Learning from bird songs
However, the algorithm is not only applicable to sounds made by machines. The researchers also tested their algorithms to distinguish between different bird songs. In doing so, they used recordings from bird watchers. The algorithms had to learn to distinguish between different bird songs of a certain species—ensuring also that the type of microphone the bird watchers used did not matter: "Machine learning is supposed to recognize the bird songs, not to evaluate the recording technique," says Gabriel Michau. This learning effect is also important for technical infrastructure: even with the machines, the algorithms have to be agnostic to the mere background noise and to the influences of the recording technique when aiming to detect the relevant sounds.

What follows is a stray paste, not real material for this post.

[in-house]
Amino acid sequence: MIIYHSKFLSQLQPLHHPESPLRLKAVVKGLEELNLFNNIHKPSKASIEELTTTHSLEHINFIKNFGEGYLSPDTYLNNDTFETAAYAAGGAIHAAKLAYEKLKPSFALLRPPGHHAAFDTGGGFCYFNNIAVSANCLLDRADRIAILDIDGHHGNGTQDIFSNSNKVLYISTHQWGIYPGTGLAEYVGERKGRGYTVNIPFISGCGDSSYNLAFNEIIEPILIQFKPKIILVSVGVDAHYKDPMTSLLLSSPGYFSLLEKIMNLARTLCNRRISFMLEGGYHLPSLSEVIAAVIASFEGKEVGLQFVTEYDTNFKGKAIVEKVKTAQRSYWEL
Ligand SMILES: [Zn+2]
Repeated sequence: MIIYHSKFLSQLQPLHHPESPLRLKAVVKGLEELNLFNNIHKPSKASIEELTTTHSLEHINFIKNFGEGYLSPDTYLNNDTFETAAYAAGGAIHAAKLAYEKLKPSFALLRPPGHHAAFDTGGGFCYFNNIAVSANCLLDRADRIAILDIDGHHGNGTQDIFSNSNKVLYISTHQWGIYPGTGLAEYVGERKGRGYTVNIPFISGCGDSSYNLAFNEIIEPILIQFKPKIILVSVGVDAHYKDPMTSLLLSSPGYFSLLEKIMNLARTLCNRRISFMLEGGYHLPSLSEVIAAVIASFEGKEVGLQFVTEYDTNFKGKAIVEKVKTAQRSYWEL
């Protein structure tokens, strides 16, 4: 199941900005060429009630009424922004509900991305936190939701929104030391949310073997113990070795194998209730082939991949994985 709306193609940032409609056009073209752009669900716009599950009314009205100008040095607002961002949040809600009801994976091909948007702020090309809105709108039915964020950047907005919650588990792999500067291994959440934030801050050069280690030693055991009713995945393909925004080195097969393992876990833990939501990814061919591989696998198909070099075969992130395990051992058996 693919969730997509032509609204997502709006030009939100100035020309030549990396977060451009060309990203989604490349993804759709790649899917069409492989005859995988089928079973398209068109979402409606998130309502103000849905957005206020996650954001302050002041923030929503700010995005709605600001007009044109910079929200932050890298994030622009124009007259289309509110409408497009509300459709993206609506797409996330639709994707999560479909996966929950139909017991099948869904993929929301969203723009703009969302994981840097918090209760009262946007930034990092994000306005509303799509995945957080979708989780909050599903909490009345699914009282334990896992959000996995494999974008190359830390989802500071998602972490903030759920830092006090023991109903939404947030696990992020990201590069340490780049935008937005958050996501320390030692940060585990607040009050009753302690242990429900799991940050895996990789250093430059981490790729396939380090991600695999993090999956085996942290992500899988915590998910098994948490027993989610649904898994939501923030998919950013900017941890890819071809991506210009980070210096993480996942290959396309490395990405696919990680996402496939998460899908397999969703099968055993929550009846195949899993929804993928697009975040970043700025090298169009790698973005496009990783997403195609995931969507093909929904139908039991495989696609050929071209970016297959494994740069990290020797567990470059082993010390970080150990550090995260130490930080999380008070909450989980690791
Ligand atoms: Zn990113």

For a future industrial application, it is important that the machine learning will be able to detect the subtle differences between sounds: to be useful and trustworthy for the professionals in the field, it must neither alert too often nor miss relevant sounds. "With our research, we were able to demonstrate that our machine learning approach detects the anomalies among the sounds, and that it is flexible enough to be applied to different types of signals and different tasks," concludes Olga Fink. An important characteristic of their learning method is that it is also able to monitor the sound evolution so that it can detect indications of possible defects from the way the sounds evolve over time. This opens several interesting applications.
More information: Gabriel Michau et al, Fully learnable deep wavelet transform for unsupervised monitoring of high-frequency time series, Proceedings of the National Academy of Sciences (2022). DOI: 10.1073/pnas.2106598119